RESULTS AND DISCUSSION

An evaluation of the aspect of the Brazilian refractory grade bauxite grains (MC) shows a high homogeneity in shape and color tones whereas, for the Chinese sample (CH), the same homogeneity was not observed since the grains presented different color tones and shapes. Indeed, the homogeneity noticed in the Brazilian sample was strictly associated with the process developed. Fig. 4 illustrates the aspect for both samples studied, presenting them side by side to stand out the contrast among the grains in each sample. This simple comparison is important because traditionally Chinese refractory bauxites present different colors, where one can see a blend of different aggregates with different chemical and physical compositions, and the product (blend) has an average value of oxide content. The grains individually have their own composition, pore distribution and non-uniform microstructure. This fact is due to the absence of technologies to promote a good pre-firing homogenization and the use of shaft kilns in many plants 7. In a study splitting the Chinese bauxites by colors (yellow, gray and black), it was shown notorious difference in the chemical composition and mainly in the physical properties, in which the black bauxites had the greatest density (3.42 g/cm3) and the lowest porosity (5.0%-7.5%), and the gray bauxites showed the lowest density (2.99 g/cm3) and the greatest porosity (15%-20%) 7.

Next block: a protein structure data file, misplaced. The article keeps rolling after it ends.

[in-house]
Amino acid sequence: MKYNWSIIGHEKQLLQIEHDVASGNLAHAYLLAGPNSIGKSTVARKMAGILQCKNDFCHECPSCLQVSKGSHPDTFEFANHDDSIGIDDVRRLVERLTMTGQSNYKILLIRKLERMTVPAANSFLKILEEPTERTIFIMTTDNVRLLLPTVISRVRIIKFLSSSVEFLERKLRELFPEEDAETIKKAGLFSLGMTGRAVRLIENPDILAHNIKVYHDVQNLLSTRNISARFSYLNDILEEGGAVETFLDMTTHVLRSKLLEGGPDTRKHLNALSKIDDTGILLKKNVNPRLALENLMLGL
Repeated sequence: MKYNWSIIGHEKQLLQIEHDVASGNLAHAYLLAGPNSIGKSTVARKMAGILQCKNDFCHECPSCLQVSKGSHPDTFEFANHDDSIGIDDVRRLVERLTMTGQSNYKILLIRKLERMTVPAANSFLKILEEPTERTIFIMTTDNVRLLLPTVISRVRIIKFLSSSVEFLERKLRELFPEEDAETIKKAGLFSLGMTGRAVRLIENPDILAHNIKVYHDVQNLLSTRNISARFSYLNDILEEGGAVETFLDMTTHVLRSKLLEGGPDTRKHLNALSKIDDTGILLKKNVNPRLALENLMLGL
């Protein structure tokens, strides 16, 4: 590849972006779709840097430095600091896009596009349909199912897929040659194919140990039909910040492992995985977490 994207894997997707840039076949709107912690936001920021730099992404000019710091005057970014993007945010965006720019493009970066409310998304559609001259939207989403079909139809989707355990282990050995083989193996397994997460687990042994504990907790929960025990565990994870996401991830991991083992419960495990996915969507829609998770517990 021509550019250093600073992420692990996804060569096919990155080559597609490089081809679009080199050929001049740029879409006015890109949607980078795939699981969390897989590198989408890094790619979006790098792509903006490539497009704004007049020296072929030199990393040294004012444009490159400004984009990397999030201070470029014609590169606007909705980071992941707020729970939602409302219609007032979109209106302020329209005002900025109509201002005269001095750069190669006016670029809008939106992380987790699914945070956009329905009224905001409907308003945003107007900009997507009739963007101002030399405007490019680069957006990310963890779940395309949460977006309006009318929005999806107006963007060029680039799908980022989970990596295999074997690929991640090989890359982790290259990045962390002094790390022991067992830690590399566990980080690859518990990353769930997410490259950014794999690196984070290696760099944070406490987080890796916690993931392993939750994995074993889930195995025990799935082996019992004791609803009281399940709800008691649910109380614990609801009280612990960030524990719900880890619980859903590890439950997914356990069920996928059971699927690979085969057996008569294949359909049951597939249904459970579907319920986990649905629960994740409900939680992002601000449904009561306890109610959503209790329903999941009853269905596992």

Figure 4: Aspect of refractory grade bauxites: A) Brazilian - MC; B) Chinese - CH. 

The chemical composition of the refractory grade bauxites is presented in Table III. The prime difference between the Brazilian refractory grade bauxite and the Chinese one was the amount of iron and titanium oxides, in which Brazilian sample was richer in iron (3.80%) and the Chinese sample was richer in titanium (3.59%). The typical values for the concentration of these oxides were less than 6% (Fe2O3+TiO2). Regarding the physicochemical characteristics (Table IV) all samples presented low apparent porosity (<8%), low water absorption (<3%) and high bulk density (>3.0 g/cm3). The mineralogical analysis (Table V, Fig. 5) was in compliance with the chemical composition (Table III), since they showed corundum and mullite for all samples and tialite and rutile only for the Chinese bauxites. The higher content in TiO2 for the Chinese sample can be considered harmful due to the tialite formation in calcined grains 22), (23.

Table III Chemical composition (wt%) of refractory grade bauxites. 

RGB Al2O3 SiO2 Fe2O3 TiO2 ROa R2Ob
MC 84.8 8.06 3.80 1.63 0.39 0.14
CH 86.5 7.01 1.60 3.59 0.45 0.15

a - MgO+CaO; b - K2O+Na2O.

Table IV Physicochemical properties of refractory grade bauxites. 

RGB Apparent porosity (%) Water absorption (%) Bulk density (g/cm3)
MC 7.88 2.53 3.12
CH 6.38 2.12 3.01

Table V Mineralogical composition (wt%) of refractory grade bauxites. 

Mineral Formula MC CH
Corundum Al2O3 78.8 79.7
Mullite Al4+2xSi2-2xO10-x 19.4 15.4
Rutile TiO2 - 0.50
Tialite Al2TiO5 - 4.40
Hematite Fe2O3 1.80 -

Figure 5: X-ray diffraction patterns for RGBs: MC - Brazilian; CH - Chinese.